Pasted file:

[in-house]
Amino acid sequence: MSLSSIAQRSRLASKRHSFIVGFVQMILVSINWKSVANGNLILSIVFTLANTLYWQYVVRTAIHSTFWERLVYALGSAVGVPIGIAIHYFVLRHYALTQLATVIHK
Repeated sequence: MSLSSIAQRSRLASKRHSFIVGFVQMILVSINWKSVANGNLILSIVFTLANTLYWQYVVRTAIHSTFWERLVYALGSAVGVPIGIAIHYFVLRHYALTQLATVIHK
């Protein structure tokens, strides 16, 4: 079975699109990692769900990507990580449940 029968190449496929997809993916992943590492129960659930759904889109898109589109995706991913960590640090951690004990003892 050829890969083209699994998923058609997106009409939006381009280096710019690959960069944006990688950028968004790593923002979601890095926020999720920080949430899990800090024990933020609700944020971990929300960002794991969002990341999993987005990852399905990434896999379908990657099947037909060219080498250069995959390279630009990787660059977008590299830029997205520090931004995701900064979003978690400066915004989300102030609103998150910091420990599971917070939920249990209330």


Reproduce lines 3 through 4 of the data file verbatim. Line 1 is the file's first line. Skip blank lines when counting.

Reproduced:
Repeated sequence: MSLSSIAQRSRLASKRHSFIVGFVQMILVSINWKSVANGNLILSIVFTLANTLYWQYVVRTAIHSTFWERLVYALGSAVGVPIGIAIHYFVLRHYALTQLATVIHK
């Protein structure tokens, strides 16, 4: 079975699109990692769900990507990580449940 029968190449496929997809993916992943590492129960659930759904889109898109589109995706991913960590640090951690004990003892 050829890969083209699994998923058609997106009409939006381009280096710019690959960069944006990688950028968004790593923002979601890095926020999720920080949430899990800090024990933020609700944020971990929300960002794991969002990341999993987005990852399905990434896999379908990657099947037909060219080498250069995959390279630009990787660059977008590299830029997205520090931004995701900064979003978690400066915004989300102030609103998150910091420990599971917070939920249990209330």